the slumflower is your best friend, your therapist, and your spirit guide
Known to her thousands of followers as The Slumflower, Chidera Eggerue is the self-help guru you need in your life. Your best friend, therapist, and spirit guide in one, she’s just released her debut book 'What A Time To Be Alone.'
This article originally appeared in i-D's The Superstar Issue, no. 354, Winter 2018
“This is a book by a recovering hypocrite,” writes Chidera Eggerue, opening her book, What A Time To Be Alone by fully disclosing that she’s still figuring things out herself. “I’m here to remind you that no matter where you find yourself in life, you will always have to face your truth. All of it. You’re not alone, you’re not crazy. Your feelings are valid and it’s time to make peace with them.”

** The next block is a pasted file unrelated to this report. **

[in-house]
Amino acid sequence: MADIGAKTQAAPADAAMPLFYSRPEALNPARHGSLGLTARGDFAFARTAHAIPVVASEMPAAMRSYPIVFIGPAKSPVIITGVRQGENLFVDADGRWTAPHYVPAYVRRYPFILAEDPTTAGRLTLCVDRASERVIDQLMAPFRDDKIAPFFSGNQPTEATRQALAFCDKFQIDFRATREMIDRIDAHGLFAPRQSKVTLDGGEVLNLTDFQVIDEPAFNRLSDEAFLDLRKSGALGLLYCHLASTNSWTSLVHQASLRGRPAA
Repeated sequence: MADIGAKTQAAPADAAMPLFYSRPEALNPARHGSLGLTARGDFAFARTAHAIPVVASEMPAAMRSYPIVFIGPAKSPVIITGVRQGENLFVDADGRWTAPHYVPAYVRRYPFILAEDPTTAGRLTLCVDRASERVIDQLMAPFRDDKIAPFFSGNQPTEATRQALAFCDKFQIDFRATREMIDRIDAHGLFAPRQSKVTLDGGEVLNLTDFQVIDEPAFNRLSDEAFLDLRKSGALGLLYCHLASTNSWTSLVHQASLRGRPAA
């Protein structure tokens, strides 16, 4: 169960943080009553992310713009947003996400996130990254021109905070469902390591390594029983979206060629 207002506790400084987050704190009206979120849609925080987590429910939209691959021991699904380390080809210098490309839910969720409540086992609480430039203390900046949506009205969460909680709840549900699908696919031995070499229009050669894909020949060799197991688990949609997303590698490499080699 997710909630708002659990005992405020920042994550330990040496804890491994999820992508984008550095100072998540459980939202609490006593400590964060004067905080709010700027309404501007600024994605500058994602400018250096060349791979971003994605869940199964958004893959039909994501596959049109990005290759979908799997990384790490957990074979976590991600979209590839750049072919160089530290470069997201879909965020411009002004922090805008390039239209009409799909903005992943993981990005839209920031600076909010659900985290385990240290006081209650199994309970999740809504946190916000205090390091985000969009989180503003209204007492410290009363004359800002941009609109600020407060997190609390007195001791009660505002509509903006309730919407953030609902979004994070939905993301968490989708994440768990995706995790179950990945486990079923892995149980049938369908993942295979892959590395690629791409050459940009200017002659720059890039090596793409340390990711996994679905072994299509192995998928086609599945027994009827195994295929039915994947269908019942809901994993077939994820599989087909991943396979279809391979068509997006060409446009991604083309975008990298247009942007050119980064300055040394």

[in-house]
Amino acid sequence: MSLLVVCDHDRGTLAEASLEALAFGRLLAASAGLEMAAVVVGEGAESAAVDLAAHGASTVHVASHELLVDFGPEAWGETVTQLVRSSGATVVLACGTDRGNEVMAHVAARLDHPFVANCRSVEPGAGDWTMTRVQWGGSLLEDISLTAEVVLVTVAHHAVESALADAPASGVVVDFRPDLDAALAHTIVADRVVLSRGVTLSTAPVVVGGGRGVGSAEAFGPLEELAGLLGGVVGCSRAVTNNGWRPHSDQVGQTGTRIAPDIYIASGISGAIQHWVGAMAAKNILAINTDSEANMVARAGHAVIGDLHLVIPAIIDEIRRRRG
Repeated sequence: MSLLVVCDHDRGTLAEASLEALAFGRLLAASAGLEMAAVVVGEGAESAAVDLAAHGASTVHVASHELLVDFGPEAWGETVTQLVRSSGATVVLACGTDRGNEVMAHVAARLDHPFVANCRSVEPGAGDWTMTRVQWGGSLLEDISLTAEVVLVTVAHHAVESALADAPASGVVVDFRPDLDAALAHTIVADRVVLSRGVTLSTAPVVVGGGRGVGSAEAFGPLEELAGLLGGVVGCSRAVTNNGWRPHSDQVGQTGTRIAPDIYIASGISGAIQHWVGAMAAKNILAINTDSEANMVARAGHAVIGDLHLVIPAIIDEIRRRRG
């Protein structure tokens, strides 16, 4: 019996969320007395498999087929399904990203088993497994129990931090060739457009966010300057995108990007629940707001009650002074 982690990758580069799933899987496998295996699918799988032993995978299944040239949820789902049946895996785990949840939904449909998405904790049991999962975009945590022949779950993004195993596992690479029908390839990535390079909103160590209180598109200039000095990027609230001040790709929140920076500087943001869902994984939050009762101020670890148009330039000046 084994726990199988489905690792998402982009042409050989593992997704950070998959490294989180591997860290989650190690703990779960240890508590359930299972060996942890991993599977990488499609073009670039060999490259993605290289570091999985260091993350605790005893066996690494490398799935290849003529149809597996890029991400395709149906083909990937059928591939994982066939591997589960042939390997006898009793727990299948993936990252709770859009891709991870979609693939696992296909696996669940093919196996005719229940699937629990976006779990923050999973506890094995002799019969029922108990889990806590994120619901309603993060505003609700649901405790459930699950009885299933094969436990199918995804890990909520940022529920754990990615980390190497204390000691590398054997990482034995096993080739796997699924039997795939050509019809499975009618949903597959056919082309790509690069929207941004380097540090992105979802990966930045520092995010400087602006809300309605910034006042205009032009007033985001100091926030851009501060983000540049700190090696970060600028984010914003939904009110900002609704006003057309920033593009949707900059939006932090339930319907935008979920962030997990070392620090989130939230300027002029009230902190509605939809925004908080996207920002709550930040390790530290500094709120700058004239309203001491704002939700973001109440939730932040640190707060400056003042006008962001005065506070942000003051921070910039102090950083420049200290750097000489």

Full of Igbo proverbs instilled in her since childhood by her Nigerian mother, What A Time To Be Alone is not your average self-help book. Written by the 23-year-old award-winning blogger turned author, public speaker, and presenter known to her plethora of followers as The Slumflower. Reinvigorating tried and tested subjects like dating, toxic friendships, and body positivity for a new generation, the underlying message is one of self-love. Like a much-needed 2018 preacher who knows exactly what we all need to hear, Chidera is your best friend, your therapist, and your spirit guide all at once.